Why I want to be an organ donor 22



A serious post from me today.  National Transplant Week runs from 7 to 13 July 2014 and this is what I want to talk to you about.   Please don’t skim over this as it is so important to talk about being an organ donor and I am going to explain to you why it is important and how talking about it can make a unbelievable difference to someones life.

I want to be an organ donor

A – Amazing

I along with a group of bloggers are all going to tell you why we think it is important to be a donor, we are going to spell it out for you and my letter is A.

Firstly donating an organ is an amazing thing for anyone to do.  It isn’t an easy decision and has an impact on the people you leave behind, but you are giving an amazing gift to another person.

Do not be Ambiguous

• Only 45% of families will agree to donation if decisions aren’t known
• This rises to 95% when the decision to be an organ donor is known

So you have to talk about organ donation with your family and friends.  Let them know what your decision is and why.  Make is clear and do not be ambiguous.

Why organ donation is important to me:

 

organ donation

 Advancement 

I have touched upon my condition and dance with cancer in the past.  The fact that I have a genetic spelling  mistake and may have passed this on to my boys is hard to deal with, but it is not something that dominates our lives.  We choose not to let it, but it does mean that as a family we have all discussed death and that I have seen more than my fair share of family die.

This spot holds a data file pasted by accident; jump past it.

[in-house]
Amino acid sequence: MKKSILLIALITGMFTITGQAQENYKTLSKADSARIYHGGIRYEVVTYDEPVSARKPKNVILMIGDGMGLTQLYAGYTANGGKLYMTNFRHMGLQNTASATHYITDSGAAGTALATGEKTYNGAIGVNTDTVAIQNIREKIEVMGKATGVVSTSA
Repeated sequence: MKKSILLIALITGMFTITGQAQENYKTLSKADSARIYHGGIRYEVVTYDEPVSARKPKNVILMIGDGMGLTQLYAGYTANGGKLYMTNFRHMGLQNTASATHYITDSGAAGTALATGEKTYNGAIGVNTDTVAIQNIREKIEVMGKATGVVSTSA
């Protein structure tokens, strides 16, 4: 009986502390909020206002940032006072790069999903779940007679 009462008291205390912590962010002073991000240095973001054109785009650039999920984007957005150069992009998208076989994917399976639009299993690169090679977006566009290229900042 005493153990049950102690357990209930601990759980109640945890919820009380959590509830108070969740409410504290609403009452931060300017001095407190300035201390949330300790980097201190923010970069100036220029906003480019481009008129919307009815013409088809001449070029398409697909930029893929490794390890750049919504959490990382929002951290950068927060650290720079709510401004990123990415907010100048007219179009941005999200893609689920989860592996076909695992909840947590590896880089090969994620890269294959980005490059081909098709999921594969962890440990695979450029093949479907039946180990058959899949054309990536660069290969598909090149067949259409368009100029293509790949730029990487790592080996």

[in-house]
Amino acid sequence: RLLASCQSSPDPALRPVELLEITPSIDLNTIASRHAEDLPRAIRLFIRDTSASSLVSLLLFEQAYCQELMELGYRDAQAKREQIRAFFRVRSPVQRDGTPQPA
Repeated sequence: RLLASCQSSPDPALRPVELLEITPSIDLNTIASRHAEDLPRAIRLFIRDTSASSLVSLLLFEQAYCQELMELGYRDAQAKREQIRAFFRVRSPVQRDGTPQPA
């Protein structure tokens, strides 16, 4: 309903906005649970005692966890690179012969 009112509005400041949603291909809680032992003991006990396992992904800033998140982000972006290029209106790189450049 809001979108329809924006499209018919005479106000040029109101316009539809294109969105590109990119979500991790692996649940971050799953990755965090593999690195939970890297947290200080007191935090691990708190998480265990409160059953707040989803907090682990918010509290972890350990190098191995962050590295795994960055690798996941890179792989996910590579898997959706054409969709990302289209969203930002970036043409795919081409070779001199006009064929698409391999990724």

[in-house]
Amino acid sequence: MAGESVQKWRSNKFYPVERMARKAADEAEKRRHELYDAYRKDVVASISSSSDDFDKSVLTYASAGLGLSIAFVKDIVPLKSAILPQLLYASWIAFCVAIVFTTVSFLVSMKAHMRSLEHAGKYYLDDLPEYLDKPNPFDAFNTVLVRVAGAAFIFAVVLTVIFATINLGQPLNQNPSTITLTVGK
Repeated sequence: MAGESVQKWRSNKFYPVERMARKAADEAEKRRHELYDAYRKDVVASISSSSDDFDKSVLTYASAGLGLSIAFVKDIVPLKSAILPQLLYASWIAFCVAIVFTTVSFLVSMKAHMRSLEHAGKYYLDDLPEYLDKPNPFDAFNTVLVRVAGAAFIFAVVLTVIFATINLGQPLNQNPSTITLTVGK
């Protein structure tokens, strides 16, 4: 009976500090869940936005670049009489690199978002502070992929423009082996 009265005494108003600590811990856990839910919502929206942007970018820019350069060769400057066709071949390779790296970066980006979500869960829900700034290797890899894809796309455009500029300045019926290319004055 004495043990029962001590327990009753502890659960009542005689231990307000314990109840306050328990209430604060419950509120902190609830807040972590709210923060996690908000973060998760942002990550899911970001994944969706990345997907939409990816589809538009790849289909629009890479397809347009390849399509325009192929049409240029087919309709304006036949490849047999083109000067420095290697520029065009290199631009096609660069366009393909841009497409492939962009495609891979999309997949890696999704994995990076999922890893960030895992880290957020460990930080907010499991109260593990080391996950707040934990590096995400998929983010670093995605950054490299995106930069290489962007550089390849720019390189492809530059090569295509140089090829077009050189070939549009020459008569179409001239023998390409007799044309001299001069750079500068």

I know that if in my death I could help another person I would in a heartbeat.  I know that it is though peoples generosity and also scientists and doctors thirst for knowledge and desire to find cures that my childrens lives and outcome may be different to mine. So for me it is about Advancement.

What I want you to take away from this blog post

Please don’t just read this post and nod to yourself.  I am asking you to make an action, to go away and tell your family and friends that you want to be an organ donor.  Talk to your partner, your parents and your children, ask what their wishes are and make it clear.

If you haven’t signed the Organ Donation Register, then please go to the National Transplant Week website  and sign up.

Now you know what I want to be an organ donor I would love for you to pop over to Aim Above Limits and see why Katie is an organ donor.

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22 thoughts on “Why I want to be an organ donor

  • Shell Louise

    I’ve carried a donor card since I was 16. My parents knew my wishes when I lived at home and when I met my husband, I told him about the card and that any part of my body may be used. I’ve been on the organ donor register for years. I’ll be sharing this as much as I can xx

  • Kanchan@ The Intrepid Misadventurer

    I’m so glad you’ve written about this Jen! I am a registered organ donor for all or any of my organs that can be transplanted at the time of my death! My parents died in a crash when I was a teenager and it was my mother’s ardent wish throughout her life was that she donate her corneas. It fills me with pride that someone out there had that gift from her… I often think what that might mean for me if I had a family member that needed organ donation, how hard I would hope and pray that someone out there does this for us! I’m sorry to hear about your genetics not favouring you…frankly, mine neither! I feel I make an effort to live better for it 🙂 xx

  • LearnerMother

    Such an important topic. In Wales we are just about to implement the opt-out – i.e. unless you specify otherwise, your organs may be used for donation after your death. I hope it leads to an increase in available organs.

  • Lindsay - newcastle family life